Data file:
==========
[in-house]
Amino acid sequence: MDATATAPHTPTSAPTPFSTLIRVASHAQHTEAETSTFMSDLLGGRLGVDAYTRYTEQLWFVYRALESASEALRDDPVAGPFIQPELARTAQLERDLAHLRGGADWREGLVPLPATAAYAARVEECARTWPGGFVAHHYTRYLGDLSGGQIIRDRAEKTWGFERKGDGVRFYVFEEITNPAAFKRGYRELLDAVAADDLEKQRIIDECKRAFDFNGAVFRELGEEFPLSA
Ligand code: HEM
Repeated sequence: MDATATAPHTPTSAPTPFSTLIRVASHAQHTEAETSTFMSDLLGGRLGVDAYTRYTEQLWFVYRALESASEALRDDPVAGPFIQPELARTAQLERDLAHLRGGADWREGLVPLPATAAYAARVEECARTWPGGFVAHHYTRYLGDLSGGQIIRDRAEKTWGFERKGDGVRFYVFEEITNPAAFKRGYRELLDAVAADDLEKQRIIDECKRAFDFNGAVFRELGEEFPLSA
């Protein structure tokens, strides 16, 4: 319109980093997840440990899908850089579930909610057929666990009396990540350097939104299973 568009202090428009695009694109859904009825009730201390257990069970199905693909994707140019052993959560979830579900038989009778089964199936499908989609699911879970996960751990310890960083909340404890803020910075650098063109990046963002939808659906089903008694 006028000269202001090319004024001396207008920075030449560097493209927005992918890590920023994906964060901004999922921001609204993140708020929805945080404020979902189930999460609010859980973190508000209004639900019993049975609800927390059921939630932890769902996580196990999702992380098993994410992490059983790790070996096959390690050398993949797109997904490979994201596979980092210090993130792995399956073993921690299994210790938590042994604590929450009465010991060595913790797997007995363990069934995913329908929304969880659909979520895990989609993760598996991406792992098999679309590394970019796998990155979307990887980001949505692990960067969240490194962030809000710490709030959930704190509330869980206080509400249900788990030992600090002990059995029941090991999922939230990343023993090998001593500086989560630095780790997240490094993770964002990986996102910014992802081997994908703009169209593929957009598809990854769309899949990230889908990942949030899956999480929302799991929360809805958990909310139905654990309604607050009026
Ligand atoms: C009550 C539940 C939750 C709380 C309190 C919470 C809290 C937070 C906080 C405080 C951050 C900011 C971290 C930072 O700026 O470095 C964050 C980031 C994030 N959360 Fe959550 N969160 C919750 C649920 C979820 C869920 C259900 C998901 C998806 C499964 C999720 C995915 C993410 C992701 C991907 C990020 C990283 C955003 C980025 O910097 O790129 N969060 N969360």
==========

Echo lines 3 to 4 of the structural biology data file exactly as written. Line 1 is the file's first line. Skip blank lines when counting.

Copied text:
Ligand code: HEM
Repeated sequence: MDATATAPHTPTSAPTPFSTLIRVASHAQHTEAETSTFMSDLLGGRLGVDAYTRYTEQLWFVYRALESASEALRDDPVAGPFIQPELARTAQLERDLAHLRGGADWREGLVPLPATAAYAARVEECARTWPGGFVAHHYTRYLGDLSGGQIIRDRAEKTWGFERKGDGVRFYVFEEITNPAAFKRGYRELLDAVAADDLEKQRIIDECKRAFDFNGAVFRELGEEFPLSA